• Take breaks to get away.  Don't ignore your coffee break. If you don't drink coffee, take a brisk walk or take 5 long, relaxed breaths. Get chair massage or schedule a table massage after work once or twice a month.
  • Take time for yourself to review and evaluate the big picture. Listen to your inner voice about what's important and what is not.
  • Laugh. Find the humor in your life. Watch funny movies and be willing to laugh at yourself.
  • Get massage.  Massage can help reduce mental stress and anxiety and relieve muscle tension that can lead to pain and injury.
Stretching for the Workplace PDF Print E-mail
Tuesday, 21 April 2009
If you sit at a desk all day, you may want extra time for your neck and shoulders when you get a massage. It may also help to take short breaks at work to relieve tension and prevent injury. Stretch frequently, flexing tight joints and shaking out tense limbs. Here are six stretches you can do at your desk.

  1. For neck tension, let your head fall forward as you exhale. Inhale and very slowly roll your head to the right until your right ear is resting over your right shoulder. Exhale and roll your head to your chest. Inhale and roll your head to your left shoulder. Exhale and return to the chest. Continue these movements, slowly and easily, for one to five minutes. Important: never roll your head behind your shoulder.
  2. To stretch your whole spine, raise your arms over your head. Stretch your right arm toward the ceiling, hold and relax. Then repeat with your left arm. Breathe slowly, exhaling completely as you stretch. Repeat several times. If you have high blood pressure, skip this one.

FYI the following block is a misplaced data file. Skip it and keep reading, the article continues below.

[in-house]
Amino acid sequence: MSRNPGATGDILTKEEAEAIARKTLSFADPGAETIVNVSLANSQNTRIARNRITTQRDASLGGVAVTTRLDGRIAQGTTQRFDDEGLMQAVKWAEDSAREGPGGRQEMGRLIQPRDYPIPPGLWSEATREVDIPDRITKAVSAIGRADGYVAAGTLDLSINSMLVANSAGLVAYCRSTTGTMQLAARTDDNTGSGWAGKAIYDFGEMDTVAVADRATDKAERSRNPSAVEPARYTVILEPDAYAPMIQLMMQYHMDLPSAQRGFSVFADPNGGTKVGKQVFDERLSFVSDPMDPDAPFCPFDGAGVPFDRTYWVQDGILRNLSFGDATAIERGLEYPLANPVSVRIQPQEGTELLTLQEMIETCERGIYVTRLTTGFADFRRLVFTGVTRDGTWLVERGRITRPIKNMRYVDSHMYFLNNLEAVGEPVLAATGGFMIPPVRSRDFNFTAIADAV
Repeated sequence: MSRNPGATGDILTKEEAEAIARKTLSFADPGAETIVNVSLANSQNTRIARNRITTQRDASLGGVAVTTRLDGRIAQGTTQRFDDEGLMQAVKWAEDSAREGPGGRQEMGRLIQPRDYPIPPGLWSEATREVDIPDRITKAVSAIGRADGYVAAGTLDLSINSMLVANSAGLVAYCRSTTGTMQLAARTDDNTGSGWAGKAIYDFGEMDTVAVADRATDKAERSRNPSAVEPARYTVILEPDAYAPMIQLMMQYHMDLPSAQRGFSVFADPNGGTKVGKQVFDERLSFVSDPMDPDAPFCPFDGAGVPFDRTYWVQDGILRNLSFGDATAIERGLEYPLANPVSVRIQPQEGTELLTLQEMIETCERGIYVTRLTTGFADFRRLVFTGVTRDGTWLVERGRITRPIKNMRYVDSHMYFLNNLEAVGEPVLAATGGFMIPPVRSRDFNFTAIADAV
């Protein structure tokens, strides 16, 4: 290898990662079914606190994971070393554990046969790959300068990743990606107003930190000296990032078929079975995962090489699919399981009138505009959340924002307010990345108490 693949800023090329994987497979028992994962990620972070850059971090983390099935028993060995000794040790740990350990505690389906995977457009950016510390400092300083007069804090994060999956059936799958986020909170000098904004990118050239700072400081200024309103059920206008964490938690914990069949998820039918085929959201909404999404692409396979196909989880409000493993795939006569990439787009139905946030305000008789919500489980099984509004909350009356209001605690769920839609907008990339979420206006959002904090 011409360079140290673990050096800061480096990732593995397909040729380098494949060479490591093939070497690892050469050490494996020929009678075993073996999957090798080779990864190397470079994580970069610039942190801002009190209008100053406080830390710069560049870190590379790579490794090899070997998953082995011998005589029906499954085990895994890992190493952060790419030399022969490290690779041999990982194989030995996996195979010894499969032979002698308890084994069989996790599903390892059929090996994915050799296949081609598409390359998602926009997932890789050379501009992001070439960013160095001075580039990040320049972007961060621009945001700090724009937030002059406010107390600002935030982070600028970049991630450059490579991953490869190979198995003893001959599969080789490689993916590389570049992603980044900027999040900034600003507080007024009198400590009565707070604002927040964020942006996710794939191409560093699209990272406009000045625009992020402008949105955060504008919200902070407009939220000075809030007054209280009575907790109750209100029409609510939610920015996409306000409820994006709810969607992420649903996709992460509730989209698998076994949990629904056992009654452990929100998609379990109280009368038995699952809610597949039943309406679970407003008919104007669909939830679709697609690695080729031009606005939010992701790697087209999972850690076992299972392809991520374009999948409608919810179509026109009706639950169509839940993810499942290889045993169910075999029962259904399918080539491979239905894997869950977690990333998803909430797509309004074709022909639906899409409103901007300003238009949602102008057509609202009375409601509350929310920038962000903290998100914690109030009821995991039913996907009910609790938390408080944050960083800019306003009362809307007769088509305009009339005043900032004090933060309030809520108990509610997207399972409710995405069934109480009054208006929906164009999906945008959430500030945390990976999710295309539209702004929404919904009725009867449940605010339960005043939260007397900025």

3. For joint mobility, sit on a chair and stretch one leg in front of you. Roll your ankle in circles, both directions. Repeat on the other side. Then, with your arms at your sides, roll your wrists one way, then the other.
  4. As if you had a piece of tape stuck to your fingers, shake your arms and hands vigorously to get it off. Shake for 30 seconds and feel the energy move through your limbs.
  5. For tension in your upper back, clasp your hands behind your head and stretch your elbows back. Exhale and very slowly twist your head and torso to the right. Hold for a moment, inhale and turn back to center. Then exhale, turn to the left, and return to center. Repeat 5 times each direction.
  6. To ease back tension, push your chair away from the desk. Stretch both arms forward and rest your hands on the desk. Exhale and lower your head while arching your back. Relax for a moment with your head down, then inhale and raise your head and chest, curving your back in the other direction. Stretch several times this way, breathing slowly and completely.

ImageHints for Stretching

  • Stretch to a place you feel pull, but not pain. Don't bounce.
  • Hold the stretch for 10 seconds to increase circulation, 30-60 seconds to lengthen a muscle.
  • Breathe easily while holding the stretch. Slow, full breaths can get more oxygen to your muscles and help prevent straining.
  • If you have a recent injury or surgery, or if you feel a sharp pain when stretching, consult your primary health practitioner before continuing a stretching program.
Research Confirms Massage Therapy Enhances Health PDF Print E-mail
Thursday, 26 March 2009